This has been a remarkable last three days. This forum has provided an interesting and informative venue for all of us to learn about what is happening in the industry. As I said when we began this forum on Tuesday, we want to be forward looking. This forum has stimulated an excellent discussion on industry best practices and areas where we still need to make improvement.
I think the challenge for all of us who are a part of the aviation industry is to take some of the lessons learned from these discussions and to begin implementing best practices across the board. We should not wait for another accident or incident to make these improvements. Now is the time to focus on raising the bar on professionalism – now is the time to learn from the countless professionals on the flight deck and in the radar room or control tower, who are working with passion, precision, and professionalism, to focus more on what is working and less on deviations and disciplinary actions.
Over the last three days, nearly 50 industry professionals have contributed their expertise and knowledge to help us learn more about these issues. Your contributions and commitment to aviation safety are significant. On behalf of the Board, thank you for your time and contribution to this endeavor.
Although our forum has focused on the pilots and controllers, many of the solutions and ways to improve the overall safety of our industry are not limited to these professionals. Raising the bar on professionalism extends to other safety critical personnel in aviation, including maintenance technicians, flight attendants, and ramp operations personnel.
As I mentioned at the opening, because of time constraints we simply were not able to accommodate all the requests to participate in the public forum. I encourage any individual or organization who wishes to submit written comments to do so. We have already received a number of submissions which has been very helpful.
You may submit your materials by email to: firstname.lastname@example.org. Guidelines for providing input are on our website page for this forum. Input received by the close of business, June 3 (two weeks from today), will be entered into the public docket for this safety forum and made available on the NTSB's website.
Within the next week, all of the presentations made during the last 3 days will be available on our website.
We will also archive the video proceedings of the forum, which you can view on our website for the next several weeks.
Our Technical panel will be reviewing all of the information exchanged at this forum and will prepare a written summary. That will also be available on our website.
It is remarkable how this forum has helped to raise awareness across the board – throughout the industry, the media, and the general public. While this is a good start, we still have much work to do.
One thing that strikes me is that defining professionalism is somewhat elusive. We heard a number of panel members say that they can see it in actions; the difficult part that remains is defining professionalism and creating a culture of professionalism at all levels.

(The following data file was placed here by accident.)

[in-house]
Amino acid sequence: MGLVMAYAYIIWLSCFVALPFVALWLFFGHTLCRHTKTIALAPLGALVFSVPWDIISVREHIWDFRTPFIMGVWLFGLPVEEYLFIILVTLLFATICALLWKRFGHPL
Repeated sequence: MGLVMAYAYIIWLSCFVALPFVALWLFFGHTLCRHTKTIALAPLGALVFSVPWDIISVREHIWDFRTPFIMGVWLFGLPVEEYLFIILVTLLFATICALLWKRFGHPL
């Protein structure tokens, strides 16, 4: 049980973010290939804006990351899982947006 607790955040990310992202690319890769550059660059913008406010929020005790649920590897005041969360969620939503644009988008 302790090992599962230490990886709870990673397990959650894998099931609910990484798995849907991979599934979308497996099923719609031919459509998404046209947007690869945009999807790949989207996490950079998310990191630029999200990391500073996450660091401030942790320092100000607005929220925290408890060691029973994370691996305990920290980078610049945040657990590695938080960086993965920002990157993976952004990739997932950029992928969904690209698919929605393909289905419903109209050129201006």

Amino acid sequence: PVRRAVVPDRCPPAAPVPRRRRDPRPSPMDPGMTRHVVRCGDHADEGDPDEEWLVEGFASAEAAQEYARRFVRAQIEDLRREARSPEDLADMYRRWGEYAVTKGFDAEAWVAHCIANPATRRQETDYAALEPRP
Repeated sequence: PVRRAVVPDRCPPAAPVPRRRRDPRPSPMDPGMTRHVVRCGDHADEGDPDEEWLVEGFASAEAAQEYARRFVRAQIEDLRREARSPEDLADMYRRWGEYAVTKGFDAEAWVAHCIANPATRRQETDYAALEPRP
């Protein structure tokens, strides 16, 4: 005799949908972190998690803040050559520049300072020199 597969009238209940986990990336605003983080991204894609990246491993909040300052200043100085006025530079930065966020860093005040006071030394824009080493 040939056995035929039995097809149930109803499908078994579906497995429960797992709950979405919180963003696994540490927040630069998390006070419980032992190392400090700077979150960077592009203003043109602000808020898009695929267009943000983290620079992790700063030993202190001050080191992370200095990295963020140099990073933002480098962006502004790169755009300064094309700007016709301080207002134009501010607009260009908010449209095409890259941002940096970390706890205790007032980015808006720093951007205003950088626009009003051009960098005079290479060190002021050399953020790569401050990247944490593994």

That is what I think the Board will be focusing on over the weeks and months to come. FAA Administrator Babbitt has said that professionalism remains a top priority for him and the FAA – but that you cannot necessarily regulate or legislate professionalism. As the Board moves forward, we will share our lessons learned with the Administrator and other industry leaders. This has to be a collaborative effort – on the part of all of us in the industry – whether we are the regulator, the employer, the flying public, the media, or the individual pilot or the controller.
I look forward to working with my colleagues here on the Board, with Administrator Babbitt, and with all of our industry colleagues to raise the bar on professionalism.
On the first day of the forum, Ms. Eunice gave me a piece of chocolate and after I opened it, I noticed that printed within the wrapper was a saying. Perhaps it was a bit of serendipity, but it read: “Attitudes are contagious. Is yours worth catching?”
I think the same thing can be said about professionalism. We know that of the thousands of flights that take off and land each day, the pilots, controllers, and ground crews are working to meet the highest standards of professionalism. It is our collective hope that this forum will help to encourage that spirit of professionalism – to make it contagious throughout the industry.
I will close by saying that I am so impressed that we ended this three-day forum today with about the same number of attendees that we started with. I have heard comments and commitments in this room that have made me realize that many leaders and professionals won’t be waiting for an NTSB recommendation or FAA regulation to make changes to their selection, training, or voluntary disclosure programs.
A pilot watching our forum from a hotel room during a layover shared this thought with me last night: “A new generation of American airmen is out there. How they meet the challenge ahead is, in part, up to those of us today. What they do, and can do, may ultimately decide our future.” And I would agree. We must all take responsibility for the future of aviation safety and play an active role in shaping the environment and expectations with what we have learned. That will be our legacy.
Again, on behalf of my fellow Board members, my thanks to the NTSB staff who have worked tirelessly to produce this most informative three-day forum.
This concludes our forum and we stand adjourned.
View the page for the Forum here